“I woke up with the sunshine, a sunshine I had never seen,” Common rapped gently over a twinkling piano accompaniment. “There was light at the end of it, reminding me to forever dream. I was dreaming I walked into the White House with love on my sleeve and love for each and every one of you, reminding you to believe.”
The whole event — part of Michelle Obama’s White House Music Series — was a PG-rated PSA for poetry and arts education, but the media conjured a controversy before it even happened.
This week, Common was deemed a “vile,” “cop killer rapper” in headlines on Fox Nation, a Web site run by Fox News. Criticism sprang from other conservative fountainheads, including former Alaska governor Sarah Palin (who tweeted her disapproval), the Daily Caller (which excerpted lyrics through which Common bemoaned police conduct and President George W. Bush’s initiation of the war in Iraq) and Fox News anchor Sean Hannity (who Tuesday devoted 10 minutes of his show to what the network branded “The Invitation”).
The noise of outside outrage didn’t penetrate the relaxed, melodic atmosphere of the East Room, where Common was just another member of a varied cast of poets: singer-songwriters Aimee Mann and Jill Scott; former U.S. poets laureate Rita Dove and Billy Collins; avant-garde poets Alison Knowles and Kenneth Goldsmith; and comedian-banjoist Steve Martin and the Steep Canyon Rangers. The music series has previously hosted acts from the genres of country music, classical music, Latin music and Motown.
With a stage washed in teal lighting and cabaret-style seating adorned with candles, the East Room looked more like a Rat Pack-era nightclub than the reception area of a head of state.
Mann strummed her signature tune “Save Me”: “You look like a perfect fit. For a girl in need of a tourniquet.”
Scott, through spoken word, implored students to put pen to paper: “Ah children, please write. Paste your thoughts on our thoughts for a while.”
Collins recited an ode to forgetfulness: “It is as if one by one the memories you used to harbor decide to retire to the southern hemisphere of the brain to a little fishing village where there are no phones.”
Common, sitting on a stool and wearing a light-gray suit, mourned — in quiet rhythmic verse — young people who suffer and die in a society hobbled by poverty and retribution.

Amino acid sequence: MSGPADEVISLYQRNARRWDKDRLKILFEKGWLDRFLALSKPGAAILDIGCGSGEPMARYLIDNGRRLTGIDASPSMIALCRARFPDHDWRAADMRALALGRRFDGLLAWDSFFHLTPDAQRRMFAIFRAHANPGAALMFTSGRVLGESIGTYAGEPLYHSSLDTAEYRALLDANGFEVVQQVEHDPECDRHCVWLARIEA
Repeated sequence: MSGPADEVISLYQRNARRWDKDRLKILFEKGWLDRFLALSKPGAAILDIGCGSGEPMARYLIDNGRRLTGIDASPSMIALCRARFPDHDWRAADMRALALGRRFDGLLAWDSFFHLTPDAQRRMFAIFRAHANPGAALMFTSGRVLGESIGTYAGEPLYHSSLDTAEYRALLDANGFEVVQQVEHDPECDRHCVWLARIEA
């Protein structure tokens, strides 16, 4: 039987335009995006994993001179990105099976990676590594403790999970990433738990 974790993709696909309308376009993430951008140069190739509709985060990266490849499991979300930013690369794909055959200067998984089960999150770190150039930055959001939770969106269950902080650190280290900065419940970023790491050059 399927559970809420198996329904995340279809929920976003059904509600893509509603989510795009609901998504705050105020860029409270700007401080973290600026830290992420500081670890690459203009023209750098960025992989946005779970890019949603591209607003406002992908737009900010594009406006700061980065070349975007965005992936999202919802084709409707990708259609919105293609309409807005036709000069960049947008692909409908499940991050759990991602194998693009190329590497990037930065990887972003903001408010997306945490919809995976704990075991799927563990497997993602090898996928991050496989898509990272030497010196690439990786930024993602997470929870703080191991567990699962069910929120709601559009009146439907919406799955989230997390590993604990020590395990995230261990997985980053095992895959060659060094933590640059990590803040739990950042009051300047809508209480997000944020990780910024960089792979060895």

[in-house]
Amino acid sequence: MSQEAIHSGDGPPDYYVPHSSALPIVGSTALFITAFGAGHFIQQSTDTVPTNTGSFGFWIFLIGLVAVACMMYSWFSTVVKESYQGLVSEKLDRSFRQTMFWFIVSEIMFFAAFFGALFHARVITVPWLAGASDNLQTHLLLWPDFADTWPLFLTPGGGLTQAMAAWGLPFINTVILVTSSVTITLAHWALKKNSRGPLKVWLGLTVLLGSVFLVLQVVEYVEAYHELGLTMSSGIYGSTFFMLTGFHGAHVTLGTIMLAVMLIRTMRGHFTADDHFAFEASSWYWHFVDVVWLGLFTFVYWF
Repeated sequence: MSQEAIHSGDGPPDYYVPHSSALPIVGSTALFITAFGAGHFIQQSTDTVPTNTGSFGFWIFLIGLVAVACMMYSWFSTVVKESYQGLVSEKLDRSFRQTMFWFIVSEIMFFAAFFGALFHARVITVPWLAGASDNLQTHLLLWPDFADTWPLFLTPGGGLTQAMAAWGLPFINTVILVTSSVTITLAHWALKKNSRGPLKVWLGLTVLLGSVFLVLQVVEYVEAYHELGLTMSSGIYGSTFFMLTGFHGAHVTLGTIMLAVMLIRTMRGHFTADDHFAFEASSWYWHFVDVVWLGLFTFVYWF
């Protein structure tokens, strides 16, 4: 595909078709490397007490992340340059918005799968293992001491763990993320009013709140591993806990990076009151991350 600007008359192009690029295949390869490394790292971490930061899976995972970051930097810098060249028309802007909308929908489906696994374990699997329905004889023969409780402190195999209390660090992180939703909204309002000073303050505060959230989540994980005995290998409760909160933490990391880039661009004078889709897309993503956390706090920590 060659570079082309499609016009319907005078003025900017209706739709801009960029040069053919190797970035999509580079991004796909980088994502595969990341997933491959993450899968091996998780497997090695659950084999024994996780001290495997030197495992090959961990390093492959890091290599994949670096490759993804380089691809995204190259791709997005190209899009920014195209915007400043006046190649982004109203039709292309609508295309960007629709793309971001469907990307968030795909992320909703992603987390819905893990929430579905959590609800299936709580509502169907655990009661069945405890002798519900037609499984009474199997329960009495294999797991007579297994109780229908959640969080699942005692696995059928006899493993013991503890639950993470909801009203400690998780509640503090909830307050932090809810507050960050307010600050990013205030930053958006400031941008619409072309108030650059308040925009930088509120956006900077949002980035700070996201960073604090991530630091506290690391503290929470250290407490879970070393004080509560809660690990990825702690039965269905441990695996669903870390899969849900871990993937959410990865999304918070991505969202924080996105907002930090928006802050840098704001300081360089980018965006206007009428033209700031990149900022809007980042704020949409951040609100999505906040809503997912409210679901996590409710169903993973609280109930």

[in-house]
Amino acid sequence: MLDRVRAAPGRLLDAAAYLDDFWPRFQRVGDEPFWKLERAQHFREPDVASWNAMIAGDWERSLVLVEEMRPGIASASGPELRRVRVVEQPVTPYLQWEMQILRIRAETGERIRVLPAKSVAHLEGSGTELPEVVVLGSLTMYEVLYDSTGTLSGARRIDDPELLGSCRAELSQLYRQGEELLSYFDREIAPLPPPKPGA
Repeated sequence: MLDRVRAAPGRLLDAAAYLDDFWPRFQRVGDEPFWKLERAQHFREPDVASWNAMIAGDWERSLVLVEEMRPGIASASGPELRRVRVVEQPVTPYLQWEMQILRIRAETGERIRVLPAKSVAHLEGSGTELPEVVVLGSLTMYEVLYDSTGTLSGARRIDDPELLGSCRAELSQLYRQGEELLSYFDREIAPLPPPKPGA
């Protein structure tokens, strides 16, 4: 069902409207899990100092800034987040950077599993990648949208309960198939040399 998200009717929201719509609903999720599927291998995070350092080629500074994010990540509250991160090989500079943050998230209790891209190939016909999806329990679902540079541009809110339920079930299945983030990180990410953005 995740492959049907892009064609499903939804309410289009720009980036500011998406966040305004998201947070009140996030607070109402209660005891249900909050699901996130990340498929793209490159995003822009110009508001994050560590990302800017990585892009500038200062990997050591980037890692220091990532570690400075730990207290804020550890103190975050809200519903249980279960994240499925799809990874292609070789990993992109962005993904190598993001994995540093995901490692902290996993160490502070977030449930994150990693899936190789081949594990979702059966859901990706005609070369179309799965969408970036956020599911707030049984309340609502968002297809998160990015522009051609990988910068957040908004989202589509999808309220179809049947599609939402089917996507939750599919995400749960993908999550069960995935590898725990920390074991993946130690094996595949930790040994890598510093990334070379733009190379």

“Destiny’s children — survivors, soldiers — in front of buildings their eyes look older,” he rapped. “It’s hard to see blessings in a violent culture.”
Before the event, debate simmered over Common’s lyrics.
“I’m talking about judgment, and who you bring into [the White House] as the president and first lady, and the image you send out to children,” argued radio host David Webb on Hannity’s TV show.
“And the image Common is sending out to children is there’s an arc of adulthood,” countered Bucknell University professor James Peterson. “He has matured and developed his lyrics. . . . Look at his social outreach.”
Hannity, wrapping up the segment, said: “This is not a guy we want our kids to listen to.”
Critics were swift to pinpoint lyrics that support such controversial figures as Assata Shakur, a Black Liberation Army leader who was convicted in 1977 of killing a New Jersey state trooper. On the other side, Common’s defenders asserted that such songs are civic-minded protests of corrupt law enforcement and unjust legal proceedings.
The media tug of war ensued despite Common’s reputation as a morally engaged lyricist who condemns violence and has written children’s books and started a foundation to promote leadership among urban youths.
But the punditry’s snit raises the question: Is an invitation to the White House an endorsement of an artist’s entire oeuvre, of a person’s whole being?
Addressing Common’s invitation, White House spokesman Jay Carney said in a media briefing earlier in the day: The president has spoken out “against those kinds of lyrics and he opposes them, but he does not think that is the sum total of this particular artist’s work. . . .
“It’s ironic to pick out those particular lyrics about this particular artist when in fact he’s known as a socially conscious hip-hop artist and rapper and has done a lot of good things. You can oppose some of what he’s done and appreciate some of the other things.”
Or, as the president put it during his opening remarks: “A great poem is one that resonates with us, that challenges us, and that teaches us something about ourselves and the world that we live in.”